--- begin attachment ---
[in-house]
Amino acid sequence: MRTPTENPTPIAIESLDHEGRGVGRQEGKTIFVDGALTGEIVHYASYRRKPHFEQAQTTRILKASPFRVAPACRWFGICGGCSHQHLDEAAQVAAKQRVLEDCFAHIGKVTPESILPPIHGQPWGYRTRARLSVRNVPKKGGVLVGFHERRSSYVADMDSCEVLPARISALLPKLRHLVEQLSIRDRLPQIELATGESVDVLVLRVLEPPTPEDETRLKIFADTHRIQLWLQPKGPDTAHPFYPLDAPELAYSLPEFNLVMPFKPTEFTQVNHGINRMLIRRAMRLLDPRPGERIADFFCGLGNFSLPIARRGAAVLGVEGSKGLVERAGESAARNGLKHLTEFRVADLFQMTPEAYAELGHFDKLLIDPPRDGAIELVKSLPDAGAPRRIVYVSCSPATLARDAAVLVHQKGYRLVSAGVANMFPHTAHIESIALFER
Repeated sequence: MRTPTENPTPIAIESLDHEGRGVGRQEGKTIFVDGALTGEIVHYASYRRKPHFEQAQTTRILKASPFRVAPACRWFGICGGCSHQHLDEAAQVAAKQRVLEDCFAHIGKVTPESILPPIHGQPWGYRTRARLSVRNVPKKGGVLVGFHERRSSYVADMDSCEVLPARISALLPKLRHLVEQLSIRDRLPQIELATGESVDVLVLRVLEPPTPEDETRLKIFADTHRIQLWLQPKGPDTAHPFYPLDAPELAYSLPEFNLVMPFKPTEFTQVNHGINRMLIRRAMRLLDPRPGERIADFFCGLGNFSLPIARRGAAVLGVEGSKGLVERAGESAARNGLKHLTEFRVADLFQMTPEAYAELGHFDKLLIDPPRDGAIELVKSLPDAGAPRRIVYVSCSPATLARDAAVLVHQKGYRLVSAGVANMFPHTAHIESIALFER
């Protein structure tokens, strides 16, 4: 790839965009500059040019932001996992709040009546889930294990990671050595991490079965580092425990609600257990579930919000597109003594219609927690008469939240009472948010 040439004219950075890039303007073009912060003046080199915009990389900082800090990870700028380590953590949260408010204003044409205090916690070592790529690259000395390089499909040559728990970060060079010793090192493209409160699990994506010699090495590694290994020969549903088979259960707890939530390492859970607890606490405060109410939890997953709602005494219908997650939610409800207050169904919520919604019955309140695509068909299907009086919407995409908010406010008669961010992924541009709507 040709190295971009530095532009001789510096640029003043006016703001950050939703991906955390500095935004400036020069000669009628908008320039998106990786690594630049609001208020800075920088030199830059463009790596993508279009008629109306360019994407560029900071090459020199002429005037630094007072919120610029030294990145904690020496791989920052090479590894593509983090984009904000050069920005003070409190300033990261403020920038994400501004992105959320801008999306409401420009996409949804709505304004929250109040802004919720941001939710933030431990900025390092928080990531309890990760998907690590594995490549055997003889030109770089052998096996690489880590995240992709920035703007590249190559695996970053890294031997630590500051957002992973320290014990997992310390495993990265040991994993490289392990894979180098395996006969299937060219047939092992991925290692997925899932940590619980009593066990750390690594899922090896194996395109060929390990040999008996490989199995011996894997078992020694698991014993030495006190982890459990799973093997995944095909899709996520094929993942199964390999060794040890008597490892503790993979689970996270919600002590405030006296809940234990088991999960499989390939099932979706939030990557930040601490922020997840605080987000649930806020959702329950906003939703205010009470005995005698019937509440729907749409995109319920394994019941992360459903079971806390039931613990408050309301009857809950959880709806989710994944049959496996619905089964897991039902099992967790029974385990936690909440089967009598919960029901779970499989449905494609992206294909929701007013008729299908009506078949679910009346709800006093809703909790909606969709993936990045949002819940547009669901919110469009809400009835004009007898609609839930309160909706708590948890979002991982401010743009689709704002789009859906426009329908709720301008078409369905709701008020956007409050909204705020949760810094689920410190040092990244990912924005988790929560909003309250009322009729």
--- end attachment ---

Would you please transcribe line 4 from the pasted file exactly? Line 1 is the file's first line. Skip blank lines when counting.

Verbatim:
């Protein structure tokens, strides 16, 4: 790839965009500059040019932001996992709040009546889930294990990671050595991490079965580092425990609600257990579930919000597109003594219609927690008469939240009472948010 040439004219950075890039303007073009912060003046080199915009990389900082800090990870700028380590953590949260408010204003044409205090916690070592790529690259000395390089499909040559728990970060060079010793090192493209409160699990994506010699090495590694290994020969549903088979259960707890939530390492859970607890606490405060109410939890997953709602005494219908997650939610409800207050169904919520919604019955309140695509068909299907009086919407995409908010406010008669961010992924541009709507 040709190295971009530095532009001789510096640029003043006016703001950050939703991906955390500095935004400036020069000669009628908008320039998106990786690594630049609001208020800075920088030199830059463009790596993508279009008629109306360019994407560029900071090459020199002429005037630094007072919120610029030294990145904690020496791989920052090479590894593509983090984009904000050069920005003070409190300033990261403020920038994400501004992105959320801008999306409401420009996409949804709505304004929250109040802004919720941001939710933030431990900025390092928080990531309890990760998907690590594995490549055997003889030109770089052998096996690489880590995240992709920035703007590249190559695996970053890294031997630590500051957002992973320290014990997992310390495993990265040991994993490289392990894979180098395996006969299937060219047939092992991925290692997925899932940590619980009593066990750390690594899922090896194996395109060929390990040999008996490989199995011996894997078992020694698991014993030495006190982890459990799973093997995944095909899709996520094929993942199964390999060794040890008597490892503790993979689970996270919600002590405030006296809940234990088991999960499989390939099932979706939030990557930040601490922020997840605080987000649930806020959702329950906003939703205010009470005995005698019937509440729907749409995109319920394994019941992360459903079971806390039931613990408050309301009857809950959880709806989710994944049959496996619905089964897991039902099992967790029974385990936690909440089967009598919960029901779970499989449905494609992206294909929701007013008729299908009506078949679910009346709800006093809703909790909606969709993936990045949002819940547009669901919110469009809400009835004009007898609609839930309160909706708590948890979002991982401010743009689709704002789009859906426009329908709720301008078409369905709701008020956007409050909204705020949760810094689920410190040092990244990912924005988790929560909003309250009322009729």